Charlotte’s population continues to grow, and buildings continue to go up. Along the Lynx Blue Line, transit-oriented development is picking up steam. The convenience of living, working and playing close to home has been a selling point for developers and realtors, often affecting people who have lived in communities for generations — including the neighborhood of Howie Acres, with its proximity to NoDa.
In a city undergoing rapid change, residents of Howie Acres feel they are being pushed out and unheard by city officials. They complain of constant text messages, phone calls and emails from real estate buyers who want to buy their homes, often for a fraction of their value.
While gentrification is a common topic in predominantly Black neighborhoods in west Charlotte, the effects also are being felt north of center city.
History of Howie Acres
Howie Acres is located about 10 minutes northeast of Uptown, bound by Sugar Creek Road, The Plaza and Eastway Drive. The 157-year-old Zion Primitive Baptist Church, the centerpiece of the community, sits at the corner of East Sugar Creek Road and Redwood Avenue. Research shows that the community was formally established in 1946, part of a boom in suburban development at the end of World War II.
According to local historian J. Michael Moore, nearly all of Howie Acres was developed by J. L. Sides, a white businessman from Concord who owned a plumbing and heating business and later moved into the insurance industry.
Most of the lots were sold with deed restrictions, prohibiting their sale to African Americans. However, documents show that an African-American couple, George and Hazeline Stitt Evans, purchased land in 1946 for “$100 and other valuable considerations.”
Residents say George Evans was the first Black homeowner in Howie Acres. His nephew, Willie Mason, still owns property there.
“What do we do?”
Roma Johnson-Durham has lived in Howie Acres since she was about 6 months old. Raised by her godfather and his wife, she recalls growing up in a close-knit neighborhood.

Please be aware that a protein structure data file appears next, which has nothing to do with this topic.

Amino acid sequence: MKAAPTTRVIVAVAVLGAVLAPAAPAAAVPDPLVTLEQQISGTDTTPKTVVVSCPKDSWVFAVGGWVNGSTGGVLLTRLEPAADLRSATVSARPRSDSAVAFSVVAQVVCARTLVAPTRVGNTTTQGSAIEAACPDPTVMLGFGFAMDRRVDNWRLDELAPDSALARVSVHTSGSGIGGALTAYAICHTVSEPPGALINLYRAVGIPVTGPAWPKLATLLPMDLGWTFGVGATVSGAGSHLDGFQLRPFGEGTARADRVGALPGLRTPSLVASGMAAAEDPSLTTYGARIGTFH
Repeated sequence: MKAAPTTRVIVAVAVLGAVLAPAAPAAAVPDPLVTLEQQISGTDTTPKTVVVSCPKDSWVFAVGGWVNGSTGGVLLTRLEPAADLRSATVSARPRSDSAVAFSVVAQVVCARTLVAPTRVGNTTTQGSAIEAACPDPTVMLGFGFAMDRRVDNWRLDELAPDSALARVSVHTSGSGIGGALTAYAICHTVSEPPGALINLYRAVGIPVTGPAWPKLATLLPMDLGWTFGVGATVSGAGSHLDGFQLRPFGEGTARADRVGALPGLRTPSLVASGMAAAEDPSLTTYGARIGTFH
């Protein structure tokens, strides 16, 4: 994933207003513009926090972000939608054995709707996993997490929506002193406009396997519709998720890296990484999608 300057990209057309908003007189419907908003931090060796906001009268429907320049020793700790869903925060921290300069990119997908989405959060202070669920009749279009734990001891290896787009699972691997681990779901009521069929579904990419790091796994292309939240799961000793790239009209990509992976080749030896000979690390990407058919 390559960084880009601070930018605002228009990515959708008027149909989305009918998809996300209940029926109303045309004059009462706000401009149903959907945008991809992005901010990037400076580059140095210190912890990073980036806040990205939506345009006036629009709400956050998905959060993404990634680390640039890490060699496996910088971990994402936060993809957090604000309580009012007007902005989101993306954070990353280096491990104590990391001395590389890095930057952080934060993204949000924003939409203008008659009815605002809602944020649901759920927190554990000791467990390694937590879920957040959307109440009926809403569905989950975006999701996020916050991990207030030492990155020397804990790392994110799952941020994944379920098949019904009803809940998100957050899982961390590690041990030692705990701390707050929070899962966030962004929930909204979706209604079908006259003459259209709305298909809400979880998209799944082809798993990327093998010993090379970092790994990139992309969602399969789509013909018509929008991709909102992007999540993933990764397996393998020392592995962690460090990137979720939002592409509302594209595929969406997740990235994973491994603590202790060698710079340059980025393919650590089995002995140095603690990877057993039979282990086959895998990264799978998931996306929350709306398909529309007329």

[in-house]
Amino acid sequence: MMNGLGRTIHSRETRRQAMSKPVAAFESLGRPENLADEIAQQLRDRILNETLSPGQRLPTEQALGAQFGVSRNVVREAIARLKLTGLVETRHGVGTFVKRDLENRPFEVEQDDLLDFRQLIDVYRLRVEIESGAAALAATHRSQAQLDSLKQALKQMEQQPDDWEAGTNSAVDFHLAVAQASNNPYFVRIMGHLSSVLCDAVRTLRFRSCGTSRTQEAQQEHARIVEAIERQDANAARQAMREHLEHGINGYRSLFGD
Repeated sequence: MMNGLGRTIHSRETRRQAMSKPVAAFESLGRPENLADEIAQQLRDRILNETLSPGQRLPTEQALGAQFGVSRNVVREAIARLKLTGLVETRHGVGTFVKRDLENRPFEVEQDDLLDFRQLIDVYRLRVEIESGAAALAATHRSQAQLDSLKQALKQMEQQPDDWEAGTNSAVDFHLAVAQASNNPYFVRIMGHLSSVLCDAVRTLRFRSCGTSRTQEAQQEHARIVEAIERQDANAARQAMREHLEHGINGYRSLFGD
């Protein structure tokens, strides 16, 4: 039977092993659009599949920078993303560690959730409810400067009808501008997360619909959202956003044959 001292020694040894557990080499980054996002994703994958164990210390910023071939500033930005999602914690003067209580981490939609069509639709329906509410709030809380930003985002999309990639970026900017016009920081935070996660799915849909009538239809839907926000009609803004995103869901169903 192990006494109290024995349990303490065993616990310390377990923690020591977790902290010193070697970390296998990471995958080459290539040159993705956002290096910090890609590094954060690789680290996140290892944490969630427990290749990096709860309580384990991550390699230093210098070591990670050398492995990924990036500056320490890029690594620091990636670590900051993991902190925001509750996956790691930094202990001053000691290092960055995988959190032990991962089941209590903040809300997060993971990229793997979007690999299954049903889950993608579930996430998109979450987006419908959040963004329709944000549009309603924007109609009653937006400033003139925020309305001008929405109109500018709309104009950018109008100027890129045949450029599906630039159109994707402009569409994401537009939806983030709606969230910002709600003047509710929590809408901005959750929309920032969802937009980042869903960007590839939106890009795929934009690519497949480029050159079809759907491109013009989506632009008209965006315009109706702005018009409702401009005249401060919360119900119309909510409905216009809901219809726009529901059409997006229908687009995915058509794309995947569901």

Today, at age 55, she says the area is highly prized by developers and that neighbors must push back to avoid being overrun. Over the past year, she says, the community has seen a surge in rezoning petitions, along with a large number of investors buying properties and selling them at significantly higher prices.
“Two weeks ago, someone told me that our community is one of the most desired communities in this city right now,” she said. “What do we do? We researched programs for us, and no one is giving us answers. What can our seniors do who are on a fixed income with these high [real estate] taxes?”
Those were a few of the grievances expressed during a neighborhood meeting earlier this month, where District 1 City Council member Larken Egleston and Urban Trends Real Estate Inc. CEO Chris Ogunrinde were in attendance.
“I’ve been living in my house for 14 years. When I moved into my house, I paid $58,000. Now they’re saying that my property value is like $169,000,” Renee Slaughter said during the meeting. “How can you raise my taxes triple or quadruple when my house is worth $58,000? I’m still paying off the $58,000 loan while paying taxes that are equal to $169,000.”
During the Feb. 4 meeting, Egleston noted Charlotte’s Aging in Place program, which was created to assist elderly residents who are at risk of losing their homes because of rising property tax values.
“The city has a grant program that can help you cover the shortfall you might have, but ultimately the city can’t dictate if the property owner sells the property or not,” Egleston told the residents. “If you’re a renter, it’s ultimately up to the owner what will be done with the property. If you’re an owner, the city can’t make you sell your property.”
Johnson-Durham said that the program is helpful to some but questioned what happens to those who don’t qualify for assistance.
“There are people in the community who don’t qualify because of their age or they make too much,” she said. “Also, they only give a person $1,000 if they qualify.”
Johnson-Durham said residents want more programs geared toward working-class people.
Meanwhile, residents of Howie Acres continue to fight to keep their homes and make their voices heard.
“We understand taxes will increase, but there should be a plan to keep people in their homes,” Johnson-Durham said. “Our hands are tied, but we’re not going to give up. We’ll give out before we give up.”
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